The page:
LeDuff: In Detroit, Is Dirt Money in Disguise?

August 20, 2018, 8:55 PM

Clarification: This August 20, 2018 column by Deadline Detroit columnist Charlie LeDuff about a federal investigation of the Detroit Land Bank home demolition project, referred to the seizure of Land Bank records in a raid. The records were produced to federal investigators pursuant to requests, including a federal subpoena, not in a raid.


Exhibit A: Mayor Duggan

Author's note: This open letter is between me and Johnny (Federal) Lawman who has been raking through the city's demolition program, prospecting for corruption.

It's dry, dirty stuff, dear reader. For those uninterested in the minutiae of municipal hanky-panky, it is recommended that you skip this letter altogether and return to the televised Trump-Omarosa dung toss.

By Charlie LeDuff

                                                                                               Aug. 20, 2018

Dear Johnny:

Please hurry. There are lots of funny deals going down in Detroit and there isn't much more a guy like me can do or say about it. After all, my media career is "deteriorating badly," as the mayor's chief pillow fluffer so savagely put it.

Ouch! But it's true, Johnny: I've been reduced to physical labor, using both sides of the Charmin and selling my plasma to the highest bidder.

But I digress. It's the demolition dirt again, Johnny. It's gotten so expensive you'd think the stuff was laced with gold particles. Do you know where the dirt is actually coming from? After all, you took the paperwork when you raided the mayor's Land Bank 20 months ago.

But I don't think you've put 2 and 2 together. People I've talked with said you haven't called. You should. I don't know if what's going on is criminal, but it sure looks bad. Let me explain.

The U.S. Treasury sent more than a quarter billion dollars to Detroit to help us tear down our spectacular blight: rotted houses where murderers burn their victims' corpses and junkies turn themselves into pin cushions.

When the first money got here, the mayor and his boys said they wanted to use the free dirt from the I-96 freeway job to fill the holes where the rotten houses used to stand. That was supposed to save us a lot of the federal money.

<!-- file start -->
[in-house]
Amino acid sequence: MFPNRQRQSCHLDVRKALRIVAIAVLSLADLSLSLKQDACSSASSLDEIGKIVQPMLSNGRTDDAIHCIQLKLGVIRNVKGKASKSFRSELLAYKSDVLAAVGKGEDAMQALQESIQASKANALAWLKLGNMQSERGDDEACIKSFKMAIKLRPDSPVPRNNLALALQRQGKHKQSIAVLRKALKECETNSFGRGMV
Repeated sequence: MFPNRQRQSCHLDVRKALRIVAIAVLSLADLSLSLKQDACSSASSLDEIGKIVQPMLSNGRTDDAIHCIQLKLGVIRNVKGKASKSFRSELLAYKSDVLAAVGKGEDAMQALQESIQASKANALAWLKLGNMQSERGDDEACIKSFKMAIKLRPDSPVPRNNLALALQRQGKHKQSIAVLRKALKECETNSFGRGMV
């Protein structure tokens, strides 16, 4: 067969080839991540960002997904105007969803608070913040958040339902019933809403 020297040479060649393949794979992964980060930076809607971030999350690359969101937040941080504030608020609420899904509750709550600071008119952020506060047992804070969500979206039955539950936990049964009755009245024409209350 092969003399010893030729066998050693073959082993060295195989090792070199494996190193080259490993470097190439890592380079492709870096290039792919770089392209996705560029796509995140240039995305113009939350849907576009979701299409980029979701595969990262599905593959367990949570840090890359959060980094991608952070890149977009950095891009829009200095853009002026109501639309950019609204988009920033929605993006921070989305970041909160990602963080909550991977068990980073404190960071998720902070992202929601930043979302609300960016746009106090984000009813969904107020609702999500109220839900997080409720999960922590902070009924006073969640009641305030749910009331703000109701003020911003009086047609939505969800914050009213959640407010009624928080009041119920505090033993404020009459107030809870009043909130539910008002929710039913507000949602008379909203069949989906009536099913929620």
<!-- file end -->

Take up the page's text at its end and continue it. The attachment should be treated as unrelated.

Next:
Exhibit B: Temporary yard where I-96 dirt was stored.

But then the mayor and his boys decided we couldn't use the dirt from the freeway because it contained too much salt residue from winters past. 

The mayor said it was too salty. So, it was too salty.

And so, the mayor and his boys allowed contractors to find their own dirt. And then he gave demo contractors permission to charge exorbitant prices back to you, Johnny.  That's why the price of demolitions doubled since Duggan took office. At least, that's what Hizzoner keeps telling anyone who'll listen. Good dirt is expensive. Nice dirt is expensive to chauffer around. (Watch this video) 

 But what if I told you, Johnny, that the state of Michigan says the freeway dirt was not contaminated with high levels of salt? What if I told you that moonscape of dirt removed from the freeway was tested and found to have no hazardous materials and "standard levels" of  chloride (salt), according to the Michigan Department of Transportation? What if I told you that mountain of dirt was taken to other cities for development projects? What other cities, Johnny? Livonia and Northville Township. Not exactly your Calcutta-type ghettos.

"It was tested for heavy metals and Northville required chloride testing. It came back at standard levels," said Diane Cross, a spokeswoman with MDOT.

The contractor in charge of the I-96 job was even willing to truck the soil to the demolition holes for free, I'm told, thus doing away with the "trucking costs."

Did the city intentionally create a dirt shortage so connected contractors could feed at your trough, Johnny? I don't want to get in the middle of battling bureaucracies, or mediate laboratory tests. That's your job. They're slippery around here.